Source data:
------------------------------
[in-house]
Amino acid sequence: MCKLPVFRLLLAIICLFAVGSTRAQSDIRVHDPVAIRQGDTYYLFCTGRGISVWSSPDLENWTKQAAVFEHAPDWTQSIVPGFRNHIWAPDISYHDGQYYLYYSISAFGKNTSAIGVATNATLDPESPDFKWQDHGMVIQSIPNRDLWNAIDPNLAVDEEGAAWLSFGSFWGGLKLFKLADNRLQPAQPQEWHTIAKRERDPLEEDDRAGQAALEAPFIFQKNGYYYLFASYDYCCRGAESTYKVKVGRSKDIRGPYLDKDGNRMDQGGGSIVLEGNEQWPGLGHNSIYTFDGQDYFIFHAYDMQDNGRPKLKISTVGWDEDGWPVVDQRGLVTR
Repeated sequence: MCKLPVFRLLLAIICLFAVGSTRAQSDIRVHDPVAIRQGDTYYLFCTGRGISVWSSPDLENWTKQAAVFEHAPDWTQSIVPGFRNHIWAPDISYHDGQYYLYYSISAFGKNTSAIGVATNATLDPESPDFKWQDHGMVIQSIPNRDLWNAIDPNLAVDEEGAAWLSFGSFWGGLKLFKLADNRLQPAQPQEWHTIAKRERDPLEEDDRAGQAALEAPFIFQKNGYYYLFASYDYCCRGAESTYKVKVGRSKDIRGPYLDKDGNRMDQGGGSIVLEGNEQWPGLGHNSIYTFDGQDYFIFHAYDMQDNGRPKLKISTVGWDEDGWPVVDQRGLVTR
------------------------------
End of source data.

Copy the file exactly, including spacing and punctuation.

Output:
[in-house]
Amino acid sequence: MCKLPVFRLLLAIICLFAVGSTRAQSDIRVHDPVAIRQGDTYYLFCTGRGISVWSSPDLENWTKQAAVFEHAPDWTQSIVPGFRNHIWAPDISYHDGQYYLYYSISAFGKNTSAIGVATNATLDPESPDFKWQDHGMVIQSIPNRDLWNAIDPNLAVDEEGAAWLSFGSFWGGLKLFKLADNRLQPAQPQEWHTIAKRERDPLEEDDRAGQAALEAPFIFQKNGYYYLFASYDYCCRGAESTYKVKVGRSKDIRGPYLDKDGNRMDQGGGSIVLEGNEQWPGLGHNSIYTFDGQDYFIFHAYDMQDNGRPKLKISTVGWDEDGWPVVDQRGLVTR
Repeated sequence: MCKLPVFRLLLAIICLFAVGSTRAQSDIRVHDPVAIRQGDTYYLFCTGRGISVWSSPDLENWTKQAAVFEHAPDWTQSIVPGFRNHIWAPDISYHDGQYYLYYSISAFGKNTSAIGVATNATLDPESPDFKWQDHGMVIQSIPNRDLWNAIDPNLAVDEEGAAWLSFGSFWGGLKLFKLADNRLQPAQPQEWHTIAKRERDPLEEDDRAGQAALEAPFIFQKNGYYYLFASYDYCCRGAESTYKVKVGRSKDIRGPYLDKDGNRMDQGGGSIVLEGNEQWPGLGHNSIYTFDGQDYFIFHAYDMQDNGRPKLKISTVGWDEDGWPVVDQRGLVTR